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Sawyer’s Island Retreat: Raupanel Radiant Heating System~ By Holly Haining-Zulieve

An Installation of Raupanel Radiant Heating System on Sawyer Island: If you are reading this article you probably live in Maine, either part or full-time, so you’re a Mainer, whether native or by spiritual osmosis.  I get it, I understand having moved away and come back, and it gets me too.  It is that ethereal, mysterious magnetism that draws people back to this place.   Hence the old saying, “True Mainers Venture Out, but Never Really Leave.”  This affliction if you will, undoubtedly has affected our customer Bob Barris.  Bob was born in Maine, but his family moved to Chelmsford, Massachusetts when he was very young.  He still spent every summer at the family’s cottage up here in Ocean Park.  These seasonal vacations in Maine only served to increase and strengthen his sense of attraction and connection to the state he emotionally and spiritually never left.  After graduating from Suffolk University, Bob mused that, “I would still find myself driving up to Maine every weekend to visit friends.”

In 1978, Bob took an opportunity to permanently move to Saco, a beautiful town in Maine’s southern coastal area.  Perhaps it was fate that brought Bob, a self- proclaimed “water guy” to a particular Maine beach on a particular day in 1983, where he would meet “Deb,” a woman with a passion for the water equal to his.  Not surprisingly, they became husband and wife. Bob was a pioneer of the Maine windsurfing movement and after their marriage, the two spent many years windsurfing up and down the east coast until Bob’s asthma no longer allowed him to tolerate the freezing Atlantic waters.  No matter and true to form, the Barrises satisfied their water “fix” in a 30’ Ericson sailboat. Having never sailed before, they individually learned to sail (funny story for another time).  They joined a Yacht Club (Maine Ericson Owners Association) and found themselves sailing some of the most picturesque waters in the world.  During those early days of sailing they discovered Linekin Bay where the Yacht Club’s annual two week sailing cruise always departs.  Ultimately they purchased a circa 1980’s house with frontage on Sawyer’s Island.  Unfortunately, the home required extensive updating, including a new heating system.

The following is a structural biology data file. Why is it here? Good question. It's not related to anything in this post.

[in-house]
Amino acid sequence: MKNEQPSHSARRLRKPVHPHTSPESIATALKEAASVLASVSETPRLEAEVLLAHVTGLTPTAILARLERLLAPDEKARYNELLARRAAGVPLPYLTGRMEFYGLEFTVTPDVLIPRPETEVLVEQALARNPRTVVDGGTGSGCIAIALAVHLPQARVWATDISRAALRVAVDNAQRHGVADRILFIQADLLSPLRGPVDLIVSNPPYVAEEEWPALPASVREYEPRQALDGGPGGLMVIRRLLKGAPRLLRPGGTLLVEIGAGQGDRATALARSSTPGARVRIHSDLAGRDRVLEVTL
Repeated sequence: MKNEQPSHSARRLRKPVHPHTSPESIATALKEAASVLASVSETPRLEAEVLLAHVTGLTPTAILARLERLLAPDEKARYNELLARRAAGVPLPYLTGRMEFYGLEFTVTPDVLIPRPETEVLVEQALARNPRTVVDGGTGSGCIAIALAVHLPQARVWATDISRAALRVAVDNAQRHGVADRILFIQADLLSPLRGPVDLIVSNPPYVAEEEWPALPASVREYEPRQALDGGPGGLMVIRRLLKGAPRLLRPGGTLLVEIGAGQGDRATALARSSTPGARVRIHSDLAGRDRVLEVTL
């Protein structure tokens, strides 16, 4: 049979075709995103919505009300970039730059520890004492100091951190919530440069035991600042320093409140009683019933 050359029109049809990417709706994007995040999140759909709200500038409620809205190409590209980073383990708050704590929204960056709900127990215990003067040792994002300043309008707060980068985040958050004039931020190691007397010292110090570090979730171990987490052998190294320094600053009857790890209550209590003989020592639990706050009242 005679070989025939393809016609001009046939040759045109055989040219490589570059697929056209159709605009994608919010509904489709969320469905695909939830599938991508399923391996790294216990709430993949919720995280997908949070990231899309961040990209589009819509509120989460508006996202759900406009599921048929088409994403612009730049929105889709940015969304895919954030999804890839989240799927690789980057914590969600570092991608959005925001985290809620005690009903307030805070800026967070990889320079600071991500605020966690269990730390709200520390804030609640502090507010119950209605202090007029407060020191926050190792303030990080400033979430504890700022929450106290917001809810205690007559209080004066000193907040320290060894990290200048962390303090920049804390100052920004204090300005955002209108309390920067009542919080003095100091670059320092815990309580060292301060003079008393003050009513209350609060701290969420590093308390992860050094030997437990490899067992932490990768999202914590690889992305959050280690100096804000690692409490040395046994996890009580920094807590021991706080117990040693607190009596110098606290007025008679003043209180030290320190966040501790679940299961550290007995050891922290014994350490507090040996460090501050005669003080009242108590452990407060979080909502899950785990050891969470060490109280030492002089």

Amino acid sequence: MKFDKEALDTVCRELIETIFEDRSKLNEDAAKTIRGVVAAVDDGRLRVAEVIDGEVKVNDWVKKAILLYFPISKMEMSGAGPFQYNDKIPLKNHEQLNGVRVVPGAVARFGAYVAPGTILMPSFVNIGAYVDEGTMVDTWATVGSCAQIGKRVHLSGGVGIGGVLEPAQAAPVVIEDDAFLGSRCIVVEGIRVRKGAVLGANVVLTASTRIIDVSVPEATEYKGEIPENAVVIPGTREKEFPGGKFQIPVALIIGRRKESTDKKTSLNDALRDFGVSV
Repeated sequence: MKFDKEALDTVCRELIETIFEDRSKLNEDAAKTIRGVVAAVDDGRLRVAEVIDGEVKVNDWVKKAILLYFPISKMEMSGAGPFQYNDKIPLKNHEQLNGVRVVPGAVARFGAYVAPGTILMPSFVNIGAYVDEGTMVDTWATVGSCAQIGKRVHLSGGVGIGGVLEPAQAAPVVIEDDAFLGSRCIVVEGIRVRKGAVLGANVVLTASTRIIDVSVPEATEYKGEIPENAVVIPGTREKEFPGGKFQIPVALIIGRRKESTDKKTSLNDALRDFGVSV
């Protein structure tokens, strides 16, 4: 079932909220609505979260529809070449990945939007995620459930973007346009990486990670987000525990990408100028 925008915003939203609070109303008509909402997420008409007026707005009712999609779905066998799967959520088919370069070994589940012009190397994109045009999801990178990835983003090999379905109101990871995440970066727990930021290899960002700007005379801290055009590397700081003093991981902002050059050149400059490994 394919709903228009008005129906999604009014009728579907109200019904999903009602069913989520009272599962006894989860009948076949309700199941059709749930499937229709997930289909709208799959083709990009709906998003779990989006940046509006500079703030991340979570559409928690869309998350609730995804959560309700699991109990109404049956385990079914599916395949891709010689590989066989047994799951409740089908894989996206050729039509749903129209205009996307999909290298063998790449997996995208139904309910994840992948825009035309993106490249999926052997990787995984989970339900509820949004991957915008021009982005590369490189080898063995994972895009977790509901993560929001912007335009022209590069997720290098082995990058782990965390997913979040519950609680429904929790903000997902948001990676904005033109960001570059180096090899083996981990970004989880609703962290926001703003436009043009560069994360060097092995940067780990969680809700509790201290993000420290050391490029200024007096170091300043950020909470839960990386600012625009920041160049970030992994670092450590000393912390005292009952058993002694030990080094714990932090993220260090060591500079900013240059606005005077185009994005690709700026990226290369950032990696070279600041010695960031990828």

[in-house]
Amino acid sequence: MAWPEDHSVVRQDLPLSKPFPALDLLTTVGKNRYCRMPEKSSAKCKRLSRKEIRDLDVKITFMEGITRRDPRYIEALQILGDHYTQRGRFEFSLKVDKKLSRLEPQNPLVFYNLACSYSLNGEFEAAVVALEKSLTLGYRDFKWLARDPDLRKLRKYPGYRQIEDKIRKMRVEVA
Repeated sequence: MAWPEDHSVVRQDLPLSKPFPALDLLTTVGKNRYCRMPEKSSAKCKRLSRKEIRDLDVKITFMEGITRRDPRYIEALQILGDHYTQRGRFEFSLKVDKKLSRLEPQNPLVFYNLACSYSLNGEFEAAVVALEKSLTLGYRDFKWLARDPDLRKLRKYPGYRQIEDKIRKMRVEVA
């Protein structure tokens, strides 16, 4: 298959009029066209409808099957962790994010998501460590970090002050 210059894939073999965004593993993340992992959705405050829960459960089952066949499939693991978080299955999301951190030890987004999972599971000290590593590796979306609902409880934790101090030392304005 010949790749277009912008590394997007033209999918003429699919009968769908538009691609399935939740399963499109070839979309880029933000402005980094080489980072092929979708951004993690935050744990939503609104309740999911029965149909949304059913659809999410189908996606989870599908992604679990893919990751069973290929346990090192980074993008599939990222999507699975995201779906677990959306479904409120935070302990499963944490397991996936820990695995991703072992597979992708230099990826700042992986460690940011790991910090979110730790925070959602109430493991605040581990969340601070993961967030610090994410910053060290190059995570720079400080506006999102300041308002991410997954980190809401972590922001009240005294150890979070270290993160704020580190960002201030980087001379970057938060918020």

Bob points out a picture he keeps of MCES Install technicians Tim Harriman and Robert Desrosiers.

Bob searched for a suitable HVAC company, limiting his options to relatively large companies that could provide full service.  Enter Mid-Coast Energy Systems and Sales Manager Gina Philippon, with whom Bob was very impressed right out of the gate.  According to Bob, Gina guided him through  the entire process.  She was extremely thorough in her assessment of his needs, and the best tack to achieve those needs in the most cost effective manner possible.  When it came time to decide on which  option to choose, Bob and Deb drew on their previous experience with radiant floor heating, the superior comfort it would provide and its lack of unsightly baseboards.  Bob was particularly impressed with the RAUPANEL system which was recommended by MCES, including its above the sub-floor Installation and unique hot water tubing design all of which provided super heating distribution at maximum efficiency.

Gina Philippon explains the features and benefits of a RAUPANEL Radiant heating System.